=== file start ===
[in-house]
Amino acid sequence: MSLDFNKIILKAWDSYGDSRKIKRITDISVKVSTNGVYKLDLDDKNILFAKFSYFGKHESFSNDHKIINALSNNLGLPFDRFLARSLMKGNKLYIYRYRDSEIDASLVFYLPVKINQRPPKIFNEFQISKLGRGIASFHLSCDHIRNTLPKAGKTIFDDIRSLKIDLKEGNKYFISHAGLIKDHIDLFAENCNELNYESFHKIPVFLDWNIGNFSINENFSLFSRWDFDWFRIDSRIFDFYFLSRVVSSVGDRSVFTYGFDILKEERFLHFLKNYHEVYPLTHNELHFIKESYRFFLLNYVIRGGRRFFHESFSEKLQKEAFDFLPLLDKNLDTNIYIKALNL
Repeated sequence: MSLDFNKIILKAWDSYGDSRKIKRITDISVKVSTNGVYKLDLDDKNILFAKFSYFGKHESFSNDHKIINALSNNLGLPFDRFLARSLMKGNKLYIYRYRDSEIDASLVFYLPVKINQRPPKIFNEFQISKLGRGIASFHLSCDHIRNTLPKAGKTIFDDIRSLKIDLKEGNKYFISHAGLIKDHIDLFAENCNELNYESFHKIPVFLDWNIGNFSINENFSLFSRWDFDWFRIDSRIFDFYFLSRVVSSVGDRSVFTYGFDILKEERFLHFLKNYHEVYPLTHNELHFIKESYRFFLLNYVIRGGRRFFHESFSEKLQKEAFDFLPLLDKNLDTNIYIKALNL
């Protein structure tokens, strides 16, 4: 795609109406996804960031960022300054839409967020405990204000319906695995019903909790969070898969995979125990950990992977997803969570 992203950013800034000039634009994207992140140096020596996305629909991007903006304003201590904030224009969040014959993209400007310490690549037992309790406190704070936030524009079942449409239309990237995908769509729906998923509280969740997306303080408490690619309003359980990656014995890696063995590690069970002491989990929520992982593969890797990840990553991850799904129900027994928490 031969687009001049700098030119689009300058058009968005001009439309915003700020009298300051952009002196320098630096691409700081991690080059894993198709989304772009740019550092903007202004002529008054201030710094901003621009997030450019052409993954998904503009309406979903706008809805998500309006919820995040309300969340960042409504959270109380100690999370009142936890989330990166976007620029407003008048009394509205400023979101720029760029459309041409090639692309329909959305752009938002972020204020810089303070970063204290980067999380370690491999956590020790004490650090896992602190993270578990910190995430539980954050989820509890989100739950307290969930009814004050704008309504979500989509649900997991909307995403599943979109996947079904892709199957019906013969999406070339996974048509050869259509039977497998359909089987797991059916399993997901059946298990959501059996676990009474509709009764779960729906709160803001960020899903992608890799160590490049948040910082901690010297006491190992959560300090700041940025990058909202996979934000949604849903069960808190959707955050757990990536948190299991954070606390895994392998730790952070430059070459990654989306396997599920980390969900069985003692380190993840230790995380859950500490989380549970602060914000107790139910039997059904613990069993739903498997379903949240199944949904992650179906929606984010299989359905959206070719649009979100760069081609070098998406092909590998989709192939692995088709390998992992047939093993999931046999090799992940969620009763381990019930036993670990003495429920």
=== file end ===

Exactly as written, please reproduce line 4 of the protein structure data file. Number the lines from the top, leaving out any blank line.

């Protein structure tokens, strides 16, 4: 795609109406996804960031960022300054839409967020405990204000319906695995019903909790969070898969995979125990950990992977997803969570 992203950013800034000039634009994207992140140096020596996305629909991007903006304003201590904030224009969040014959993209400007310490690549037992309790406190704070936030524009079942449409239309990237995908769509729906998923509280969740997306303080408490690619309003359980990656014995890696063995590690069970002491989990929520992982593969890797990840990553991850799904129900027994928490 031969687009001049700098030119689009300058058009968005001009439309915003700020009298300051952009002196320098630096691409700081991690080059894993198709989304772009740019550092903007202004002529008054201030710094901003621009997030450019052409993954998904503009309406979903706008809805998500309006919820995040309300969340960042409504959270109380100690999370009142936890989330990166976007620029407003008048009394509205400023979101720029760029459309041409090639692309329909959305752009938002972020204020810089303070970063204290980067999380370690491999956590020790004490650090896992602190993270578990910190995430539980954050989820509890989100739950307290969930009814004050704008309504979500989509649900997991909307995403599943979109996947079904892709199957019906013969999406070339996974048509050869259509039977497998359909089987797991059916399993997901059946298990959501059996676990009474509709009764779960729906709160803001960020899903992608890799160590490049948040910082901690010297006491190992959560300090700041940025990058909202996979934000949604849903069960808190959707955050757990990536948190299991954070606390895994392998730790952070430059070459990654989306396997599920980390969900069985003692380190993840230790995380859950500490989380549970602060914000107790139910039997059904613990069993739903498997379903949240199944949904992650179906929606984010299989359905959206070719649009979100760069081609070098998406092909590998989709192939692995088709390998992992047939093993999931046999090799992940969620009763381990019930036993670990003495429920």